A co-worker submitted code for a PR the other day, which effectively follows this flow:

if (a)
  do something_a
else if (b)
  do something_b
else if (c)
  do something_a

where a, b, and c are mutually exclusive conditions (in reality, they are all checking if a variable is equal to different values).

In my experience however, I've always tried to collapse the conditionals that have the same results with ORs, like the following.

if (a OR c)
  do something_a
else if (b)
  do something_b

Disregarding performance, which version is better? Which version is easier to maintain in the future?


3 Answers 3


At least as the question was originally asked, the two aren't equivalent.

In the first, something_a is executed only if a is true or if b is false and c is true. I.e., if (a || (c && !b)).

In the second, something_a is performed if either a or c is true (regardless of b). Only if those are both false do we consider b.

As such, your first question shouldn't be which is easier to maintain, but which behavior you actually want.

If the conditions are exclusive, so that difference doesn't arise, then I'd consider the relationship between the conditions, if any. If it's basically coincidence that two inputs happen to produce the same output, then I'd probably list each individual, since it's probably easier to simply map from inputs to results when each is listed directly. The second becomes interesting primarily when/if there's a fairly obvious relationship between the conditions.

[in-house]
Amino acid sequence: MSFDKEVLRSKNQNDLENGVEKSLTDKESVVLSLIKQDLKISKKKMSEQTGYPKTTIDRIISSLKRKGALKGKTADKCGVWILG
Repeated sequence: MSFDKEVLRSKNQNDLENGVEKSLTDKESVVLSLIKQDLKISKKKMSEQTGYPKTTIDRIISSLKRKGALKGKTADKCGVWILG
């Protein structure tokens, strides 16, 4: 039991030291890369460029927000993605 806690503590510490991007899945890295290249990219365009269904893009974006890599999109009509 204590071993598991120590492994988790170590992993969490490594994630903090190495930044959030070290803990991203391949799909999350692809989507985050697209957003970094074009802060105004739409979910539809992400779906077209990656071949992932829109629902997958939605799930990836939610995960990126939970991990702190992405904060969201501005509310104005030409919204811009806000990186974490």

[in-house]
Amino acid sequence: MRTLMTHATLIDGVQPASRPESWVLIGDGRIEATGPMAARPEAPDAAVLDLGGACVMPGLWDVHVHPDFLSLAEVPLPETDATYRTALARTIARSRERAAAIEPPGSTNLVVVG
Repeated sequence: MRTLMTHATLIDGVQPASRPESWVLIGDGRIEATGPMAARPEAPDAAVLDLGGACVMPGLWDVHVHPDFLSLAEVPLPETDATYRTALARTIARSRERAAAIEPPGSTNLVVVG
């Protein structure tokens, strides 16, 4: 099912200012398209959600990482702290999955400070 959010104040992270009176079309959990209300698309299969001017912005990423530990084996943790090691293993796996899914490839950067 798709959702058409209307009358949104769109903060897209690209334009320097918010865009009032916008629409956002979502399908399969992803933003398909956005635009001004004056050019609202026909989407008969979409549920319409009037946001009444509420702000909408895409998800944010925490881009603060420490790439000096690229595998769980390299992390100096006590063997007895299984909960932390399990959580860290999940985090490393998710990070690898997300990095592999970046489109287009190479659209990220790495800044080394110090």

For example, if you had something like:

if (customer has no ID || customer's age < minimum)
    reject order for alcoholic beverage

In this case, we have two different manifestations of what's really a single condition: the customer can't prove they're old enough to buy the drink. They're not (from our perspective) two unrelated conditions that happen to lead to the same result--rather, they're just different ways of expressing the same condition, so it makes more sense to group them together.

  • The question has now been clarified to make it explicit that a, b and c are mutually exclusive. Commented Jul 25, 2017 at 6:35

Duplication is bad, therefore your first version is inferior.

How much worse it is depends on how much stuff do_stuff_a() actually is; if it's really just one line, then it's no big deal, but repeated groups of statements should generally be combined or refactored into a method.


Neither is 'better' its just coding style.

(Disregarding both performance and whether they have the same result!!!!!)

  • 1
    The first one violates DRY, so they are not equivalent.
    – JacquesB
    Commented Jul 25, 2017 at 8:11
  • 2
    not if its just a function call
    – Ewan
    Commented Jul 25, 2017 at 8:15
  • 1
    Coding style is not just "just" coding style. Different styles have different semantics.
    – Jay Elston
    Commented Jul 25, 2017 at 16:50
  • 1
    no. they literally have the same semantics
    – Ewan
    Commented Jul 25, 2017 at 17:47

Your Answer

By clicking “Post Your Answer”, you agree to our terms of service and acknowledge you have read our privacy policy.

Not the answer you're looking for? Browse other questions tagged or ask your own question.